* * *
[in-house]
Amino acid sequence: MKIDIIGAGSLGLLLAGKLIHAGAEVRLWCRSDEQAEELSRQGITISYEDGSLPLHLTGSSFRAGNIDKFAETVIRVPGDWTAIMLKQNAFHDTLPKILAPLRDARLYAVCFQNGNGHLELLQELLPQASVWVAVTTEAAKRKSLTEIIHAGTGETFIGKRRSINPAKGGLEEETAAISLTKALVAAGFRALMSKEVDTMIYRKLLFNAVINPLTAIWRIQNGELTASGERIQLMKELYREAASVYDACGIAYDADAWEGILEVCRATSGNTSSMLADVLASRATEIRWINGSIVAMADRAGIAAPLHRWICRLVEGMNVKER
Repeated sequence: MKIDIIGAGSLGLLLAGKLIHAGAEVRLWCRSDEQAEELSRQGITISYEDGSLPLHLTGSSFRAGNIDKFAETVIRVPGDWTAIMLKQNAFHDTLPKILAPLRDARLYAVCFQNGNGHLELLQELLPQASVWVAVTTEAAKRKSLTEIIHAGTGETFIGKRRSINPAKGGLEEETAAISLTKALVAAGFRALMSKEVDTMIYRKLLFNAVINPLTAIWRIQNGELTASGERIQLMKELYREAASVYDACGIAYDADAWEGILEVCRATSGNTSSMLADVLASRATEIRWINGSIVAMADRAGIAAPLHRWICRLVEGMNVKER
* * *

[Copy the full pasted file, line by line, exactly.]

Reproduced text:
[in-house]
Amino acid sequence: MKIDIIGAGSLGLLLAGKLIHAGAEVRLWCRSDEQAEELSRQGITISYEDGSLPLHLTGSSFRAGNIDKFAETVIRVPGDWTAIMLKQNAFHDTLPKILAPLRDARLYAVCFQNGNGHLELLQELLPQASVWVAVTTEAAKRKSLTEIIHAGTGETFIGKRRSINPAKGGLEEETAAISLTKALVAAGFRALMSKEVDTMIYRKLLFNAVINPLTAIWRIQNGELTASGERIQLMKELYREAASVYDACGIAYDADAWEGILEVCRATSGNTSSMLADVLASRATEIRWINGSIVAMADRAGIAAPLHRWICRLVEGMNVKER
Repeated sequence: MKIDIIGAGSLGLLLAGKLIHAGAEVRLWCRSDEQAEELSRQGITISYEDGSLPLHLTGSSFRAGNIDKFAETVIRVPGDWTAIMLKQNAFHDTLPKILAPLRDARLYAVCFQNGNGHLELLQELLPQASVWVAVTTEAAKRKSLTEIIHAGTGETFIGKRRSINPAKGGLEEETAAISLTKALVAAGFRALMSKEVDTMIYRKLLFNAVINPLTAIWRIQNGELTASGERIQLMKELYREAASVYDACGIAYDADAWEGILEVCRATSGNTSSMLADVLASRATEIRWINGSIVAMADRAGIAAPLHRWICRLVEGMNVKER